13 May 2009

An image created by Circos appears on the cover of the EMBO Journal (6 May 2009, vol 28, no 9). The image is a crop of a comparison of 4 genomes (human, chimp, mouse and zebrafish) which is available at full resolution as part of a poster.

Circos image on EMBO Journal cover (394 x 517)
Cover of The Embo Journal (6 May 2009, vol 28, no 9).
1 February 2009

Circos appears in presentation "Science as Lens" by Adam Bly, Seed's editor-in-chief. Adam writes "Science as a subject is extraordinary. There is no subject bigger, there is no subject more exciting, there's no subject changing our times more profoundly. Science as a lens is our future."

Circos in presentation by Adam Bly, Seed
7 January 2009

Circos appears in Designing Universal Knowledge (buy at Amazon), a compilation of infographic methods by Gerlinde Schuller.

Circos - Circular Genome Data Visualization (765 x 457)
10 December 2008

I received my copy of the Chromosomes artbook by Volumina, for which I contributed genomic visualizations. Below are the scans of the front and the back of the book. David Cronenberg's son, Brandon Cronenberg, contributed his interpretation of chromosomes as machines of genetics - each page of the book has a unique chromosome interpretation in steam punk style.

Chromosomes - David Cronenberg - by Volumina (600 x 793)
1 December 2008

Circos is on the cover of Building Bioformatics Solutions with Perl, R and MySQL by Conrad Bessant, Ian Shadforth, and Darren Oakley (Oxford Press).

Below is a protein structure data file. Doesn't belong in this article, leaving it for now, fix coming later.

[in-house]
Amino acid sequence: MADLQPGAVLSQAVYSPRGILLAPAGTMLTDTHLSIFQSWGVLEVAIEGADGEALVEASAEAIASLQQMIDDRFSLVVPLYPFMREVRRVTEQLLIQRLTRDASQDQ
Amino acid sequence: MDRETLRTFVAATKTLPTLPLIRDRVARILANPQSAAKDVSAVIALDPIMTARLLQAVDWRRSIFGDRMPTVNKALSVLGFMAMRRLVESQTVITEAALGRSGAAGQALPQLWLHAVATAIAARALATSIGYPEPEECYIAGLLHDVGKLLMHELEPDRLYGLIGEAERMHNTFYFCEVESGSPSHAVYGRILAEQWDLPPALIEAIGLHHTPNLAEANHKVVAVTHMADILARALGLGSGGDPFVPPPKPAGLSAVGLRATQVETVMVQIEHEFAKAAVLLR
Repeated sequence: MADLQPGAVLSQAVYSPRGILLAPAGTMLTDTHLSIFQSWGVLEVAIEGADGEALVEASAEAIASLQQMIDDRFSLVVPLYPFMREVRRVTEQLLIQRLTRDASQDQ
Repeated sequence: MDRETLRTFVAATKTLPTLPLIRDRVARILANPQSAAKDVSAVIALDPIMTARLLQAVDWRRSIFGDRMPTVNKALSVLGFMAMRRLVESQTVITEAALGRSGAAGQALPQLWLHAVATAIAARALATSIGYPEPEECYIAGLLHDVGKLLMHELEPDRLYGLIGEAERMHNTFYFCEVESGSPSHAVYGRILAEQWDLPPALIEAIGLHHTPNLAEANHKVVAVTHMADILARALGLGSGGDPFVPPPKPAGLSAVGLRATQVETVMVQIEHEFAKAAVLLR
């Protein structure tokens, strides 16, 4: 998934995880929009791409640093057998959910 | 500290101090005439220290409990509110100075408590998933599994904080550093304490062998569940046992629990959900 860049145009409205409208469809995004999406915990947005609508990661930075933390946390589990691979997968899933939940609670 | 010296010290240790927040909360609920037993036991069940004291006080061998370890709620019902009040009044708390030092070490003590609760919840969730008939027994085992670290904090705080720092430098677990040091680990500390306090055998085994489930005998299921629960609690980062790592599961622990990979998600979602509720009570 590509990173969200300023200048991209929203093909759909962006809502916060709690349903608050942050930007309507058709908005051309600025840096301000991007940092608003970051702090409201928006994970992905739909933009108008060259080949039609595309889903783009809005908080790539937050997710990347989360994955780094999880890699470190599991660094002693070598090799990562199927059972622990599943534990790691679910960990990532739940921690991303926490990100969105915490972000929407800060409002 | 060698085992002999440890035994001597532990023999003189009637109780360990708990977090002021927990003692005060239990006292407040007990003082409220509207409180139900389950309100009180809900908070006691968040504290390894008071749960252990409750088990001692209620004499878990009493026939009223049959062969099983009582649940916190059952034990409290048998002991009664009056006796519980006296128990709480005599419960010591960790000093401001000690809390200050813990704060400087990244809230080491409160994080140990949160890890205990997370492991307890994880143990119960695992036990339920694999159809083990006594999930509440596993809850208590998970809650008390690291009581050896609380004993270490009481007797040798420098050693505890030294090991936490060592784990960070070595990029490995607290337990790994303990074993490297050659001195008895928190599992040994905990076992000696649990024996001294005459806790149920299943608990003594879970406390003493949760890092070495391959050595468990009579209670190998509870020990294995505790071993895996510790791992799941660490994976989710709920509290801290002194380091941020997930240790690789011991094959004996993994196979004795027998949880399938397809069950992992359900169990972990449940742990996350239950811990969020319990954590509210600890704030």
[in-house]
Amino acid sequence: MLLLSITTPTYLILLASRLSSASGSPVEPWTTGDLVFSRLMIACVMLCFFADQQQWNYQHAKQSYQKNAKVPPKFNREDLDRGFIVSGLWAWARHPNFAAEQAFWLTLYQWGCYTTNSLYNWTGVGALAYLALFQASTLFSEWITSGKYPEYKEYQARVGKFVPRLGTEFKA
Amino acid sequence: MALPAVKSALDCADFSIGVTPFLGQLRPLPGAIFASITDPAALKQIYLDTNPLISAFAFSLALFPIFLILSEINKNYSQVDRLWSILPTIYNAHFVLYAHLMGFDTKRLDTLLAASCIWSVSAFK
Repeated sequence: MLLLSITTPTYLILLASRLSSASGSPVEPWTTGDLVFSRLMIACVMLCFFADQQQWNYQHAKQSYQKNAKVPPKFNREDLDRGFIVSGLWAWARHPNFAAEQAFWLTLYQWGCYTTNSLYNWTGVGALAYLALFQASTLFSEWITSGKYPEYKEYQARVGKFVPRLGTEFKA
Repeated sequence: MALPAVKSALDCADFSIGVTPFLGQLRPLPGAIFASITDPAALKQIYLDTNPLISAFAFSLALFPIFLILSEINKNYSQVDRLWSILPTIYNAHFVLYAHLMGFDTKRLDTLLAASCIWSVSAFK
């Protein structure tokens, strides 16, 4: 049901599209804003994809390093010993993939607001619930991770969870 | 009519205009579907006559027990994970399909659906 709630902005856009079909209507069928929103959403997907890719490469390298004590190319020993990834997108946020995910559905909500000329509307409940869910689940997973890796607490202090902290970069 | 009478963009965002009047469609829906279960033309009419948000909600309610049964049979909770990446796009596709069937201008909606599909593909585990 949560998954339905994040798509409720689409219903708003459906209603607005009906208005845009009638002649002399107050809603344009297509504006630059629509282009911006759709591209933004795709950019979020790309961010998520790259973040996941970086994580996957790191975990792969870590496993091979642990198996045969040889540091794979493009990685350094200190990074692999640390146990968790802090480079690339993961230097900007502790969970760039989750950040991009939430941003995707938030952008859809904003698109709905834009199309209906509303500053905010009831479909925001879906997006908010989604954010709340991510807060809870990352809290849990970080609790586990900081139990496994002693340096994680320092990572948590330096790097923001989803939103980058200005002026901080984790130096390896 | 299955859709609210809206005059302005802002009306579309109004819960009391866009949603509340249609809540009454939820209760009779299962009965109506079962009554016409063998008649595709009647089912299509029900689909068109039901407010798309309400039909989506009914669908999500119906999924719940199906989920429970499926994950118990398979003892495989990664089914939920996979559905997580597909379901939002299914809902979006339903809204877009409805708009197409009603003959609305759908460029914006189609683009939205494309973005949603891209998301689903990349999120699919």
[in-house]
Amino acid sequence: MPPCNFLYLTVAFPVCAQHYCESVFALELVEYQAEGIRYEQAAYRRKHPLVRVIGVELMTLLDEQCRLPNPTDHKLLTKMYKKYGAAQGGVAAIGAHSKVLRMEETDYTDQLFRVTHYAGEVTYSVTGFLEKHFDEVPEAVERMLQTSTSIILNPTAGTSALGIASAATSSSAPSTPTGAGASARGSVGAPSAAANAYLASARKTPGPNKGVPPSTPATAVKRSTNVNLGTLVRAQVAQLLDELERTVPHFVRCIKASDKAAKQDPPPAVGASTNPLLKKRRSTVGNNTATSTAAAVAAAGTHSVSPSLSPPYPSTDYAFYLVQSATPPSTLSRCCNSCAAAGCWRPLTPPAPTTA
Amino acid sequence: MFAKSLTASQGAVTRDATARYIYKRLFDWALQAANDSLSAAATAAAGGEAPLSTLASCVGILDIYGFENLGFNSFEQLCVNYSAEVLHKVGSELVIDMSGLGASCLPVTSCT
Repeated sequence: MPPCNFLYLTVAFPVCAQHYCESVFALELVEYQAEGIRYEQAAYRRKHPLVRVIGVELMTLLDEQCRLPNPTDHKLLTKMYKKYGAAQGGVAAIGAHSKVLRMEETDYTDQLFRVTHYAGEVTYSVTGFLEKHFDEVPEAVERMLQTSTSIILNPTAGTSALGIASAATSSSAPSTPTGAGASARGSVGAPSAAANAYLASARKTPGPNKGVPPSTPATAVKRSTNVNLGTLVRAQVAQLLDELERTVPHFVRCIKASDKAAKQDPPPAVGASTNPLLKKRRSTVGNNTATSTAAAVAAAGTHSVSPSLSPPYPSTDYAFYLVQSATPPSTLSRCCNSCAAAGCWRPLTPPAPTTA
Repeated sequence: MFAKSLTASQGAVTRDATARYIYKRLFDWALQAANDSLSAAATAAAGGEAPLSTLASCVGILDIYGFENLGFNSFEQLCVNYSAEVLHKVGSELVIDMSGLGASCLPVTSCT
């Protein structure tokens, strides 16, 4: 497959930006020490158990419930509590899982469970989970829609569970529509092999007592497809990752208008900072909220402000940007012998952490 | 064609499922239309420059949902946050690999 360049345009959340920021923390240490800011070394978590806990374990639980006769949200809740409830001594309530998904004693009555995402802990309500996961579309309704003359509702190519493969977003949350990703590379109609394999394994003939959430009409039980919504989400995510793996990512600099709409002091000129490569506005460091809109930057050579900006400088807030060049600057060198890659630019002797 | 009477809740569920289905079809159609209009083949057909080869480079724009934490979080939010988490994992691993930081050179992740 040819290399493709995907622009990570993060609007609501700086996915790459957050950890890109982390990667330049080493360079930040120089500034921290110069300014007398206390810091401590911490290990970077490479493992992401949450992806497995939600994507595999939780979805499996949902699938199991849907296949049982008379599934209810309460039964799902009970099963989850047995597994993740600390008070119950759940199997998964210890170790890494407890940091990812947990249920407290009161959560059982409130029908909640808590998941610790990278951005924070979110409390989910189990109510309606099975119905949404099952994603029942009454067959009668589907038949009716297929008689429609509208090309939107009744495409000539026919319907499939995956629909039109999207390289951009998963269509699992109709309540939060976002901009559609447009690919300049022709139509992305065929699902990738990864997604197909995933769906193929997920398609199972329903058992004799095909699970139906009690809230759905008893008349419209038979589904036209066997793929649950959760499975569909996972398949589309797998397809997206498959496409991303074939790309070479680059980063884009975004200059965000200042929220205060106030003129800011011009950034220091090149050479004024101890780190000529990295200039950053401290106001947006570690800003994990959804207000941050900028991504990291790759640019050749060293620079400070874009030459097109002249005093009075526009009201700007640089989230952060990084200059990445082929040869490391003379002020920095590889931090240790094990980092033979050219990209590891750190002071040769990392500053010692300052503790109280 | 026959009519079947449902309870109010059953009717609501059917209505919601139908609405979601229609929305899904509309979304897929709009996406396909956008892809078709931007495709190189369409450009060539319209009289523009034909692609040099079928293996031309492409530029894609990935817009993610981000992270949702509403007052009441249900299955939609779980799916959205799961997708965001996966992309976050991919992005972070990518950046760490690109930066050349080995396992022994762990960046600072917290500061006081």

Building Bioformatics Solutions (344 x 450)
11 November 2008

Working with NYT's Jonathan Corum, I created an image for the science section of the New York Times, to accompany an article on epigenomics.

New York Times - Circos - Mapping the Epigenome. (600 x 623)
15 October 2008

Circos is being used in the Catalogue of Somatic Mutations in Cancer (COSMIC) to show structural variation and copy number changes.

Circos in COSMIC (400 x 198)
27Forbes SA, Tang G, Bindal N et al. 2009 COSMIC (the Catalogue of Somatic Mutations in Cancer): a resource to investigate acquired mutations in human cancer Nucleic Acids Res 38 (Database issue) D652-657.
11 October 2008

In collaboration with Volumina, Circos was used to generate illustrations for Chromosomes exhibition, an art book of still images from David Cronenberg films.

Illustrations created with Circos used in Chromosomes, an exhibition by David Cronenberg. (500 x 508)

I had the opportunity to contribute not only the art work, but text for this book as well.

Illustrations created with Circos used in Chromosomes, an exhibition by David Cronenberg. (800 x 267)

We fear the unknown. Monsters and creatures are words we give to the most frightening unknown of all — the biological. Things living — primitive, unpredictable, ravenous and without recourse to emotion or reason. Clutching reason and humanity, we congratulate ourselves for having departed those base instincts.